INDIANAPOLIS – Indianapolis Mayor Joe Hogsett today announced a new public safety plan for Indianapolis, centered on reducing gun violence and protecting neighborhoods and social spaces throughout the city.
“Mayor Joe knows policies like permitless carry perpetuated by the gun lobby have created more challenges for police officers in dealing with gun crime in Indianapolis. His actions today send a message to the gun lobby, and speak for people who want their local government to have the ability to address these local issues,” said Indiana Democratic Party Chairman Mike Schmuhl.
“Mayor Joe’s smart proposals to partner with community organizations and business owners will reduce gun crime and keep people safe at large events and social gatherings. The contrast is stark with conservative Republican NRA member Jefferson Shreve — who would give the gun lobby a seat at the table in the mayor’s office and stand idly by while the Statehouse supermajority passes looser gun laws that would make Indianapolis less safe.”
Mayor Joe has consistently taken on the gun lobby to fight for local governments and their residents. Today, he proposed measures to ban the sale of AR-15s and military-grade firearms, raise the age to buy a gun from 18 to 21, and end the permitless carry laws in Indianapolis. When passed, these common sense actions would all become law if the state’s preemption law is repealed for Marion County.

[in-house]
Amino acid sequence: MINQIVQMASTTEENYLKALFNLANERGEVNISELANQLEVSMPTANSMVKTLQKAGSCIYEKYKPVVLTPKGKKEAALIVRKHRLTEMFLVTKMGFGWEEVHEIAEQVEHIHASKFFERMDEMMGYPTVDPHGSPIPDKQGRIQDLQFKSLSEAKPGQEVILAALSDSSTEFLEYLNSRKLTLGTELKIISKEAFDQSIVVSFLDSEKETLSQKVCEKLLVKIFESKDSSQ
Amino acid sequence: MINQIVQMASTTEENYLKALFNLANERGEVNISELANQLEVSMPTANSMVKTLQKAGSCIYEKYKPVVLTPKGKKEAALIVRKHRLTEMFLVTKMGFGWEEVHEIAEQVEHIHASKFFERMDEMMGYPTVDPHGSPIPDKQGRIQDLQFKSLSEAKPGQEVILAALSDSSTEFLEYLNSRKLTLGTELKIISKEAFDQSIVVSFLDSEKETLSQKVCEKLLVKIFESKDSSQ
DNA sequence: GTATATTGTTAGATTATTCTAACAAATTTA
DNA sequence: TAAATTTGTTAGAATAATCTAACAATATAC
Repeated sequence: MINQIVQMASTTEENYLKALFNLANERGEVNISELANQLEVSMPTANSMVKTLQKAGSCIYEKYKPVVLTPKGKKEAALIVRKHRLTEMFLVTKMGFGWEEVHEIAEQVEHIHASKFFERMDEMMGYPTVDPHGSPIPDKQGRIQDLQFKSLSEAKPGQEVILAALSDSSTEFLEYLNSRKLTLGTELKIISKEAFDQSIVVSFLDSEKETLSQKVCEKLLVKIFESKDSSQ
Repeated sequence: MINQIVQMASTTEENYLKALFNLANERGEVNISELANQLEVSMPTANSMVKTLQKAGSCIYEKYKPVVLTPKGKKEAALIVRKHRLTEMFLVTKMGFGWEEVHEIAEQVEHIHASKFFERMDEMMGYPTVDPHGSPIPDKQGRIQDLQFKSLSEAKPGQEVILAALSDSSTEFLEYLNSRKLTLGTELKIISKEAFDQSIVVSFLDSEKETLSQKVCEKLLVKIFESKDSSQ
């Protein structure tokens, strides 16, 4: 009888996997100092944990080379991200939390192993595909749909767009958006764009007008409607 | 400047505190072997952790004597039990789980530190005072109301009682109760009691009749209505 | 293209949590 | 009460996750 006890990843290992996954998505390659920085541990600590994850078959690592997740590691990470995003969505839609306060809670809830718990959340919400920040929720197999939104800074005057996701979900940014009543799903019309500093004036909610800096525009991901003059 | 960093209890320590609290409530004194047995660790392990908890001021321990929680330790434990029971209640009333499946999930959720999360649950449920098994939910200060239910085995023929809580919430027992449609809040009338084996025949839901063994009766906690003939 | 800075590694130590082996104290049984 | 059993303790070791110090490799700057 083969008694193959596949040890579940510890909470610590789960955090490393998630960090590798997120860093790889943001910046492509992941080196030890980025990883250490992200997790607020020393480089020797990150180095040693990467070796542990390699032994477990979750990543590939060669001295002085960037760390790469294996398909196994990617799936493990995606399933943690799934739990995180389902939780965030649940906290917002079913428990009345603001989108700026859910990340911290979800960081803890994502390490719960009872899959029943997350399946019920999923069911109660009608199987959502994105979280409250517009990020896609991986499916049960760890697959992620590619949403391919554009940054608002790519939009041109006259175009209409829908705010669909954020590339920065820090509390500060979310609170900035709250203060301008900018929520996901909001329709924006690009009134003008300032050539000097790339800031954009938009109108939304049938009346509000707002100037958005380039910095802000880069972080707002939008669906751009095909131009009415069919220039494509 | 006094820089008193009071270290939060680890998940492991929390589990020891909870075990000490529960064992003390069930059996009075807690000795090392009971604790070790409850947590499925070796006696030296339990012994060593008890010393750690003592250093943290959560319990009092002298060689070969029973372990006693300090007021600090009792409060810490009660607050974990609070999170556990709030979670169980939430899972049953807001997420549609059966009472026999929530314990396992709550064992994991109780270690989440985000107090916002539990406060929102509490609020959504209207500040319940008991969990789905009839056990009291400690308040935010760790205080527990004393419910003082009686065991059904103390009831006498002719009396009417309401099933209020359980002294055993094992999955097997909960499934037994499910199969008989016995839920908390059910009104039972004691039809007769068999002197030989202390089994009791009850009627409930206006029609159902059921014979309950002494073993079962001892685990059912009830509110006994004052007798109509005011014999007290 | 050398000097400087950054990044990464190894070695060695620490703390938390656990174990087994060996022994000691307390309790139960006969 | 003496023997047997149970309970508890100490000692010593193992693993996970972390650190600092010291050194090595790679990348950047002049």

In addition, Indianapolis will begin aggressive enforcement of nuisance law against negligent property owners where firearms are regularly discharged, providing financial support for security services to business owners and neighborhood organizations that desire to keep guns off their properties. Mayor Joe also announced record investments of more than $20 million for the city’s mental health and violence prevention services.
On the other hand, NRA member Jefferson Shreve received an “A” rating from the NRA when he ran for State Senate in 2016. He still has not released his answers to the NRA’s survey, which if similar to those in other states, would have asked Shreve if he supports the state’s preemption law that prevents Marion County from passing common sense firearm measures.